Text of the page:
Sea level rise along Dutch coast speeds up
Researchers led by Dr Riccardo Riva (Faculty of Civil Engineering and Geosciences) have reviewed the data of eight tidal stations along the Dutch coast for the past 100 years. For the longest time, the sea level rose by about 1 mm/year. But in the last 30 years, this has increased to just under 3 mm/year. Conclusion: sea level rise along the Dutch coast is accelerating. They published this result on 14 June 2022 on the website of IOP Environmental Research Letters.
Seawater rises and falls. Apart from the tide, air pressure and changes in the wind also influence the water level. The researchers have now corrected the historical tide gauge data for the known effects of wind, air pressure and tide. In doing so, they stripped down the data to the bare essentials, thus getting a clearer look at the hidden long-term signal of local sea level rise.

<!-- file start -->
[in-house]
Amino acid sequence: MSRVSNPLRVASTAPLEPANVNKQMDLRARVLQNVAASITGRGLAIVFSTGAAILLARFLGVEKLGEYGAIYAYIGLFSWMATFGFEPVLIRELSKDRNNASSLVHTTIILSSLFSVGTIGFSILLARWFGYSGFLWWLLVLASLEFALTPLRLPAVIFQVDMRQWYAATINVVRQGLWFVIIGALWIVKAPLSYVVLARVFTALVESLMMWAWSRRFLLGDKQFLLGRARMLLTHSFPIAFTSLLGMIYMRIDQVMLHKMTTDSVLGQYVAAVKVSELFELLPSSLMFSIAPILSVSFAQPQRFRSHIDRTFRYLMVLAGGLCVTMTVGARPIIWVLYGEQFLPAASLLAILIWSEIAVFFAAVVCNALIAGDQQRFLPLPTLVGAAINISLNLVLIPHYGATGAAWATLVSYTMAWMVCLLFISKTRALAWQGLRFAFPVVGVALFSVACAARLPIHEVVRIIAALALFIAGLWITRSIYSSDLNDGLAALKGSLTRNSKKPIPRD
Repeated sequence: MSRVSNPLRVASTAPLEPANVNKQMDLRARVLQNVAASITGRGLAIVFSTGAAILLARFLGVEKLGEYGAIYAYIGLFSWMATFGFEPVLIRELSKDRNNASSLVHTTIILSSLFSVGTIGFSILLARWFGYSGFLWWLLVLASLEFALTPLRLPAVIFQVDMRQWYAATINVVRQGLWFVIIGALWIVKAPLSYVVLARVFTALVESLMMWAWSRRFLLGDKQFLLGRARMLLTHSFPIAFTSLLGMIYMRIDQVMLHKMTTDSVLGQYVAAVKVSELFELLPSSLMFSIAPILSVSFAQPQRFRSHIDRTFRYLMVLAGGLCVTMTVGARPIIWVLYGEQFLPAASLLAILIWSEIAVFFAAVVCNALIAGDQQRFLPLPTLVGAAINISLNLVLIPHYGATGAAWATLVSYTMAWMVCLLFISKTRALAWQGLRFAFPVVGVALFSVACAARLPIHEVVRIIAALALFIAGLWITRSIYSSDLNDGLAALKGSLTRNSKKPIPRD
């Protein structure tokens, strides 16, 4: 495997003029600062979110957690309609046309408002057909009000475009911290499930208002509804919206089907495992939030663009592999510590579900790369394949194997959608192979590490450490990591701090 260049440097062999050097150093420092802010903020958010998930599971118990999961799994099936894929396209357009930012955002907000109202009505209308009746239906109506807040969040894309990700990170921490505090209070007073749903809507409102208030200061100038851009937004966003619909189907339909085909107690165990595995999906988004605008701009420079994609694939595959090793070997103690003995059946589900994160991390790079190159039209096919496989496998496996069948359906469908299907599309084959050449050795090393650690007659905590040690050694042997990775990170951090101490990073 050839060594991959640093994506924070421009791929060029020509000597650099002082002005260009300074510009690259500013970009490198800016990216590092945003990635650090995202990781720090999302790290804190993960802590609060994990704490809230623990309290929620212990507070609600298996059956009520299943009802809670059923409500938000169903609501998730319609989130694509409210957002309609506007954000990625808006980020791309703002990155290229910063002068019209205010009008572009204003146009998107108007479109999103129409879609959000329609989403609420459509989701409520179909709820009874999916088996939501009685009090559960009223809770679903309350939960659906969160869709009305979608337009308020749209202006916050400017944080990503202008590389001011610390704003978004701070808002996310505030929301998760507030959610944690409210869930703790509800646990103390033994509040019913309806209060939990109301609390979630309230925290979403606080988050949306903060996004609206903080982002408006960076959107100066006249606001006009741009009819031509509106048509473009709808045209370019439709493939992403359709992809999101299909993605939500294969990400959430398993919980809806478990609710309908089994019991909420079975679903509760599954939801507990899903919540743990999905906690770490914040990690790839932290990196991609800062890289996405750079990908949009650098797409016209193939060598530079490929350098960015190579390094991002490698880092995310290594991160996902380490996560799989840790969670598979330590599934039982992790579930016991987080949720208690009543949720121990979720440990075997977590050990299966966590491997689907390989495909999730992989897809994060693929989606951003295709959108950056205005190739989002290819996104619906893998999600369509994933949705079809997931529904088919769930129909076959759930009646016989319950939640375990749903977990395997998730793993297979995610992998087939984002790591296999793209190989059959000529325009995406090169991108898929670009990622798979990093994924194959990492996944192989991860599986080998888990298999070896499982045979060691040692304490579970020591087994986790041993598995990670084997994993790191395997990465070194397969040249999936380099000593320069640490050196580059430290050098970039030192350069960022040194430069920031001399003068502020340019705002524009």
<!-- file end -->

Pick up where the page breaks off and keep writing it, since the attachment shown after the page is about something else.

The corrected sea level heights from Scheveningen (A) to Cuxhaven (H) over the last 100 years. (Illustration from the publication)
A striking feature is the kink that occurs at the beginning of the 1990s. What caused this sudden acceleration? "The official answer is that we don't know for sure yet," Riccardo Riva tells us over the phone. "But we suspect it has to do with the warming and associated expansion of the Atlantic Ocean that manifests itself on our coast."
One way to test that idea is to build a mathematical model for the expansion of the Atlantic Ocean. Soon, says Riva, a number of researchers, as part of the TU Delft Climate Action, will join forces to explore the cause of the acceleration in greater depth. (JW)